World Library  
Flag as Inappropriate
Email this Article


Article Id: WHEBN0000178026
Reproduction Date:

Title: Trysil  
Author: World Heritage Encyclopedia
Language: English
Subject: List of villages in Hedmark, Jan Axel Blomberg, Jarl André Storbæk, Harald Johan Løbak, Nybergsund
Publisher: World Heritage Encyclopedia


Trysil kommune
Coat of arms of Trysil kommune
Coat of arms
Official logo of Trysil kommune
Hedmark within
Trysil within Hedmark
Trysil within Hedmark
Country Norway
County Hedmark
District Østerdalen
Administrative centre Innbygda
 • Mayor (2003) Ole Martin Norderhaug (Ap)
 • Total 3,014 km2 (1,164 sq mi)
 • Land 2,940 km2 (1,140 sq mi)
Area rank 13 in Norway
Population (2004)
 • Total 6,955
 • Rank 141 in Norway
 • Density 2/km2 (5/sq mi)
 • Change (10 years) -4.6 %
Demonym(s) Trysling[1]
Time zone CET (UTC+1)
 • Summer (DST) CEST (UTC+2)
ISO 3166 code NO-0428
Official language form Bokmål
Website .no.kommune.trysilwww
Data from Statistics Norway

Trysil is a municipality in Hedmark county, Norway. It is part of the traditional region of Østerdalen. The administrative centre of the municipality is the village of Innbygda. The municipality of Trysil was established on 1 January 1838 (see formannskapsdistrikt).


  • General information 1
    • Name 1.1
    • Coat-of-arms 1.2
  • History 2
  • Economy 3
  • Geography 4
  • Notable residents 5
  • Nature 6
  • Sister cities 7
  • References 8
  • External links 9

General information


The municipality (originally the parish) is probably named after an old farm - and this was most likely the original name of Prestgarden ("the vicarage"), where the first church was built. The meaning of the first element is unknown (maybe an old river name), the last element is sil which means "quiet stretch of a river". Prior to 1906, the name was spelled "Tryssil".[2]


The coat-of-arms is from modern times. They were granted on 21 October 1991. The arms show two silver ski poles on a blue background. It is meant to symbolize Trysil in the past, present, and future. It was designed by Bjørn Ellefsæter.[3]

(See also Alvdal and Skien)


War memorial for the bombardment by German aviators

One of the first-known, organized ski races was held here 22 January 1862. [4] Roland Huntford, author of Two Planks and a Passion, describes this race as, "the first truly modern ski race." [4] The famous Norwegian skier Halvard Morgedal won all the competitions that year. The Trysilgutten ski club, founded in 1861, is one of the world’s oldest ski clubs. See also the Kiandra snow shoe club.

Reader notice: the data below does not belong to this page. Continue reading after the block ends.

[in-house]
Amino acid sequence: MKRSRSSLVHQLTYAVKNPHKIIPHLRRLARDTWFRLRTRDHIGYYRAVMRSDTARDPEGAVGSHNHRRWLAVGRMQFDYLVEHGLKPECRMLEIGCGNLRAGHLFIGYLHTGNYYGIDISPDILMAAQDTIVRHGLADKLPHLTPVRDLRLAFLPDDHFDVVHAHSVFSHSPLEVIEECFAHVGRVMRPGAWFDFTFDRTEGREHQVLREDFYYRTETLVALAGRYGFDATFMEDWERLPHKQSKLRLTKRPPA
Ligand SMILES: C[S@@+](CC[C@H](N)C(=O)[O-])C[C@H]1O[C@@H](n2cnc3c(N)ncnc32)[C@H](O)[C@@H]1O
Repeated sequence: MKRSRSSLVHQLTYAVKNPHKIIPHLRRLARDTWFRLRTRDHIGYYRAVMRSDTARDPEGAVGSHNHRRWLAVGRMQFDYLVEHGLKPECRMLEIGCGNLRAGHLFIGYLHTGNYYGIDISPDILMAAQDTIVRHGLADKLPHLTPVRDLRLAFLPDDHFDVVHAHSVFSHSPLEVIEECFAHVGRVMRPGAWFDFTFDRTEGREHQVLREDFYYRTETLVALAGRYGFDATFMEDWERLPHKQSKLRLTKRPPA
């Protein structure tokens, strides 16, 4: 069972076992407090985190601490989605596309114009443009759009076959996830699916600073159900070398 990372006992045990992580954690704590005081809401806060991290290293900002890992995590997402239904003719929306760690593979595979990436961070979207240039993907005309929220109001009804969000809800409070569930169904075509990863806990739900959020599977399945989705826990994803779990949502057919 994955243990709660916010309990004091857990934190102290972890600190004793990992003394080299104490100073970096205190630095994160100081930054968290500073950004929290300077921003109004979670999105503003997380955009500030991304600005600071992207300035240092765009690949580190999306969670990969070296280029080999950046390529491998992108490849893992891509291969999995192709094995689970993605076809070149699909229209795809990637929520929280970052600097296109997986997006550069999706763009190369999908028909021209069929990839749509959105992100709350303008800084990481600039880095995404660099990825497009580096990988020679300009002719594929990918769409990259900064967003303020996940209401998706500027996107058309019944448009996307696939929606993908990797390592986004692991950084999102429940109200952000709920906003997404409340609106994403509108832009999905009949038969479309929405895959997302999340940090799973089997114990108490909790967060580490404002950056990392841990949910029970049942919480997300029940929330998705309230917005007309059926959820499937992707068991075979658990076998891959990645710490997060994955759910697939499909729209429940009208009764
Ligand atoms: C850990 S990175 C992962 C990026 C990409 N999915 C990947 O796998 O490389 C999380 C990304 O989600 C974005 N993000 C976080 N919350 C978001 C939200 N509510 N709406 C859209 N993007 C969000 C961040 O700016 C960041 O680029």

A small village in Trysil, Nybergsund, was bombed by German aviators during World War II on 11 April 1940, when King Haakon VII and Crown Prince Olav were there.


Farming and logging are traditionally the most important occupations in the municipality, and there are many wood related industries. The Trysilelva river was the last river in Norway with traditional timber floating. There is extensive wildlife, including a large elk population.

Trysilfjellet is the largest winter sports centre in Norway with 65 prepared slopes.


Trysil is bordered in the north by the municipalities of Engerdal and Rendalen, in the west by Åmot, and in the southwest by Elverum and Våler. The eastern border of the municipality is bordered in the north, east and south by Sweden. The main village in Trysil is Innbygda, which often is referred to as Trysil.

Notable residents


Trysil is a great place to explore the Norwegian nature and participating in various outdoor activities like guided trips, river fishing, dog sledge driving, elk safari, night photography, stargazing. This includes a mountain at Norway's largest ski resort, which offers many of the country's most widely acclaimed downhill and slalom slopes.

Aurora Borealis photographed in Trysil,Norway.
Milkyway galaxy Trysil,Norway
The rare conjunction of Venus, Jupiter created stunning night skies in Trysil Norway

Sister cities

The following cities are twinned with Trysil:[5]


  1. ^ "Personnemningar til stadnamn i Noreg" (in Norwegian). Språkrådet. 
  2. ^  
  3. ^ "Kommunevåpen" (in Norwegian). Trysil kommune. Retrieved 2008-12-30. 
  4. ^ a b
  5. ^ "Vennskapskommuner" (in Norwegian). Trysil kommune. Retrieved 2008-12-30. 

External links

  • Municipal fact sheet from Statistics Norway
  • Municipal website (Norwegian)
  • Tourism website
This article was sourced from Creative Commons Attribution-ShareAlike License; additional terms may apply. World Heritage Encyclopedia content is assembled from numerous content providers, Open Access Publishing, and in compliance with The Fair Access to Science and Technology Research Act (FASTR), Wikimedia Foundation, Inc., Public Library of Science, The Encyclopedia of Life, Open Book Publishers (OBP), PubMed, U.S. National Library of Medicine, National Center for Biotechnology Information, U.S. National Library of Medicine, National Institutes of Health (NIH), U.S. Department of Health & Human Services, and, which sources content from all federal, state, local, tribal, and territorial government publication portals (.gov, .mil, .edu). Funding for and content contributors is made possible from the U.S. Congress, E-Government Act of 2002.
Crowd sourced content that is contributed to World Heritage Encyclopedia is peer reviewed and edited by our editorial staff to ensure quality scholarly research articles.
By using this site, you agree to the Terms of Use and Privacy Policy. World Heritage Encyclopedia™ is a registered trademark of the World Public Library Association, a non-profit organization.

Copyright © World Library Foundation. All rights reserved. eBooks from Project Gutenberg are sponsored by the World Library Foundation,
a 501c(4) Member's Support Non-Profit Organization, and is NOT affiliated with any governmental agency or department.